Saturday, May 17, 2008

Changing the subject

So, tell me about student loans.  I know nothing.  

Back in the day, many moons ago in my home country, the government actually paid you to go to college.  They used to hand out "student grants". Can you believe it?  I mean, OK, it was means tested, so not everybody got paid money to live on, but everybody's tuition was free.  Not that a full student grant was quite enough to live on, but you could manage not to go into debt if you had a part time job as well.

And I gotta tell a story here about my dear old dad.  My dad was going through college at the same time I was - at night school.  He'd been doing it for quite a while before I went away to university, and finally graduated the year before I did.  (Go dad!!)  So, he had decided to become a teacher for his second career and he quit his first job at the start of summer.  In other words, he was technically unemployed for a while there.  And when we reapplied for financial aid, as you had to do every year (cos I had a partial student grant even when he was working), voila, unemployed dad = full grant for Sarah.  Then he started working for the local education authority, who were the very people that paid out the student grants, but they didn't actually notice until nearly a full academic year later that papa was no longer unemployed.  Now, OK, technically, you were supposed to tell them when you found work but he, uh, "forgot" to tell them on the basis that he thought they'd automatically know they were writing him a paycheck as well as giving his daughter a full grant.  Once they realized, of course they asked for most of the money back.  By which time, dad said that I'd spent all the money (true) and he couldn't afford to pay it all back at once (umm, perhaps not entirely true), so he'd have to set up a payment plan.  Which was his devious aim all along.  So pops, bless his scheming heart, managed to get a free loan.  And because he had kept paying me the money that he had paid me all along (parents were supposed to make up the difference between a partial student grant and a full grant), I was able to quit my part time job in my final year and concentrate on my drinking, er, studying.  Hehehe.   I did end up slightly in debt by the time I started work, but it wasn't anything major, and was mostly caused by me going off on vacation and buying new work clothes and shit like that.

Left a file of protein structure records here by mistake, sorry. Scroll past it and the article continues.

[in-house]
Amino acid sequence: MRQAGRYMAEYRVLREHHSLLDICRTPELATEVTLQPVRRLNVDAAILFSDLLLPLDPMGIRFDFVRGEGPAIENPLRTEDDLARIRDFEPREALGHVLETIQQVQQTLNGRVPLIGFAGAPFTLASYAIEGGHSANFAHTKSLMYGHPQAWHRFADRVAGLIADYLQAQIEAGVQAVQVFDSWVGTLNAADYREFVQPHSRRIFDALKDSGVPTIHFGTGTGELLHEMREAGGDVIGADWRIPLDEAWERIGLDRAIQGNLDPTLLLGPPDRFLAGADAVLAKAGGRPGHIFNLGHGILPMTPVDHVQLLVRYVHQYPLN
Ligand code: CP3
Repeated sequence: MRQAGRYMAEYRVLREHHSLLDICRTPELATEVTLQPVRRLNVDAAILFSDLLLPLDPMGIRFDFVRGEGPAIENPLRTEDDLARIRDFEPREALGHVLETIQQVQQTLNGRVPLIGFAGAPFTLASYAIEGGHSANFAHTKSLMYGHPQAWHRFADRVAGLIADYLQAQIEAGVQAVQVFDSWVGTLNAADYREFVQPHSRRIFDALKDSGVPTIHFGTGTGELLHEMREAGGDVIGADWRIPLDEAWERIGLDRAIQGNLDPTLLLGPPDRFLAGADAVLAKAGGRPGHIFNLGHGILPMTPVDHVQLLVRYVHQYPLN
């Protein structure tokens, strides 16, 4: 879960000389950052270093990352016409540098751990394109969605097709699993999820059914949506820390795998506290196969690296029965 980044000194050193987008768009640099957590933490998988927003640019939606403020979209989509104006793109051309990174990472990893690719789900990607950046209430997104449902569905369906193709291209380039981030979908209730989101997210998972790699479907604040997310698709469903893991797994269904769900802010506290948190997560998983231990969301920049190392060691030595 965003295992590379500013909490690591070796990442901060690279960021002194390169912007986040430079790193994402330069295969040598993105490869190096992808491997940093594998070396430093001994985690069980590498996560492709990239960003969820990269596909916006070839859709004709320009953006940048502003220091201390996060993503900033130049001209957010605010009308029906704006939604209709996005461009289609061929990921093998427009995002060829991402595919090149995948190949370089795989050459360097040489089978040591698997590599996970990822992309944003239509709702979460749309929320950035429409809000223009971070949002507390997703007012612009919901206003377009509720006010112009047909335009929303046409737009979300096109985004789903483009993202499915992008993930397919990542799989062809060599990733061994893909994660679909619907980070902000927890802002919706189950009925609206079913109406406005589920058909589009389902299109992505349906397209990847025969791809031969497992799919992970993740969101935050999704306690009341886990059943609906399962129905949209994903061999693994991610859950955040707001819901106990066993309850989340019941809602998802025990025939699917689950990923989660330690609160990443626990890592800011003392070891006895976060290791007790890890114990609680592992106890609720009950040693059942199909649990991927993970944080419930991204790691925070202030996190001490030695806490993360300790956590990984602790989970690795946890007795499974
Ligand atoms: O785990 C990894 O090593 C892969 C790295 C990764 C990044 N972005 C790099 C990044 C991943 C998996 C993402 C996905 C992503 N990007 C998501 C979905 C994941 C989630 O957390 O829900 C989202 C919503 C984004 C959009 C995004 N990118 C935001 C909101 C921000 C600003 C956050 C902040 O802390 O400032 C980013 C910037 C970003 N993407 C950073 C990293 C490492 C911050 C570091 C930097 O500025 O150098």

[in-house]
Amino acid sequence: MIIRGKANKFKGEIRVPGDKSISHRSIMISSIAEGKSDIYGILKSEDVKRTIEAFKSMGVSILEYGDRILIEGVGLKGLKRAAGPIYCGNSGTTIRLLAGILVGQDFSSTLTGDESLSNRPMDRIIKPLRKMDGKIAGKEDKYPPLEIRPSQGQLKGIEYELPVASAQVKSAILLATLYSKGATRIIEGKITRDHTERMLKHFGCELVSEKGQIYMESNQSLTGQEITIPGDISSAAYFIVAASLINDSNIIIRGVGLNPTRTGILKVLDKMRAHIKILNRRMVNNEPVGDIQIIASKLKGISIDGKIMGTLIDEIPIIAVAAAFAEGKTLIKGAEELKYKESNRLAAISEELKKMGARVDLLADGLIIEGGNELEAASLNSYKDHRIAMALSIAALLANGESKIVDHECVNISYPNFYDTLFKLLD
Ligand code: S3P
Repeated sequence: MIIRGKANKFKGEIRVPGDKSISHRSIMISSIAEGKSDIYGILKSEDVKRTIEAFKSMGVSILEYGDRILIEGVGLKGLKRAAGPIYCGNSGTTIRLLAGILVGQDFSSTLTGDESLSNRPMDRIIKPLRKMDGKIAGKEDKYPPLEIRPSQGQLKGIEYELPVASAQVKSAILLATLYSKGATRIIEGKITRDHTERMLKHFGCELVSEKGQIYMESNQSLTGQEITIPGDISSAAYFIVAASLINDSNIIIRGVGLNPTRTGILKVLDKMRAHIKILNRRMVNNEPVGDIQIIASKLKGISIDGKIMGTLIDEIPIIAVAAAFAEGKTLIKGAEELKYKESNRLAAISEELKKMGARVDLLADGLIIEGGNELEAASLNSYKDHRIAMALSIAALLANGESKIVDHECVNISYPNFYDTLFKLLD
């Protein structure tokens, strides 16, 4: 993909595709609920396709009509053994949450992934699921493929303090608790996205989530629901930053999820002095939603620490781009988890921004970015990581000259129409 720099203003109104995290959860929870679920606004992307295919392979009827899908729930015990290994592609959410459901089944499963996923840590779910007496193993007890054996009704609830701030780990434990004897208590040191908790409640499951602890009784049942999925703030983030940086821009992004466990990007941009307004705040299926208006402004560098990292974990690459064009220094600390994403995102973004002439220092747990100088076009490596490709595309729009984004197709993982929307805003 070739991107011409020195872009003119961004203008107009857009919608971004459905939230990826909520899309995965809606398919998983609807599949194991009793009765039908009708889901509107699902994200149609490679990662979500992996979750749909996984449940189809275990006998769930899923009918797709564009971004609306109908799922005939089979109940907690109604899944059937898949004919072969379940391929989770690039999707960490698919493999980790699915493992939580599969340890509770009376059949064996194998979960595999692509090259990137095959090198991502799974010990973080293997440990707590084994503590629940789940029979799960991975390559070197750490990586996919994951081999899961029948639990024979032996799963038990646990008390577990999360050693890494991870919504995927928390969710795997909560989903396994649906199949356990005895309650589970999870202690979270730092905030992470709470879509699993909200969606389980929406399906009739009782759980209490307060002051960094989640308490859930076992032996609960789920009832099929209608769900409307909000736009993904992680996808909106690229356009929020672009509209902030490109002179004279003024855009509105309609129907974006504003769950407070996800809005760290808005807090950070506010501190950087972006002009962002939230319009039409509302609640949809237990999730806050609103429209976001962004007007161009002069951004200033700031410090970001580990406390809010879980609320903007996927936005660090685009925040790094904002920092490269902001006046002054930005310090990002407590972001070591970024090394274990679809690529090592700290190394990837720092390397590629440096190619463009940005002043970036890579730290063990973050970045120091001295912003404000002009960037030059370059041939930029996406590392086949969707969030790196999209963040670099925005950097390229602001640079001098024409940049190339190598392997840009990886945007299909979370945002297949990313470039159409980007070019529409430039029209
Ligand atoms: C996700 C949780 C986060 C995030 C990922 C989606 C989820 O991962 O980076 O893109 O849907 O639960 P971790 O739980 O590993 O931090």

Anyhoo.  Where was I?  Oh yes, are there any restrictions on what your student loan can be used for?  Say, hypothetically speaking, you have enough money for tuition and you might be able to get by on a combination of work and being a slumlord.  So you don't know if you'll need a loan during your first year.  Might, might not, depending on how that whole slumlord/renting a room out thing goes.  Should you apply for a loan in advance, and use it for the tuition on the basis that some loans are restricted and must be used for actual college expenses and not living expenses?  Or just wait and see what you need?  What's the difference between all these bewildering types of offerings?  Also, do you just keep getting new, small loans as you go along, so you end up with a bundle of loans?  Or do you look at the situation and work out that you'll need X thousands throughout the entire time you'll be studying, and apply for one loan in advance?  How does one sort out what the best option would be?  I've tried doing some googling, but am completely confused.  Especially as most 18-year old students don't have access to things like a home equity line of credit - if I got one of those, could that have better terms than a student loan?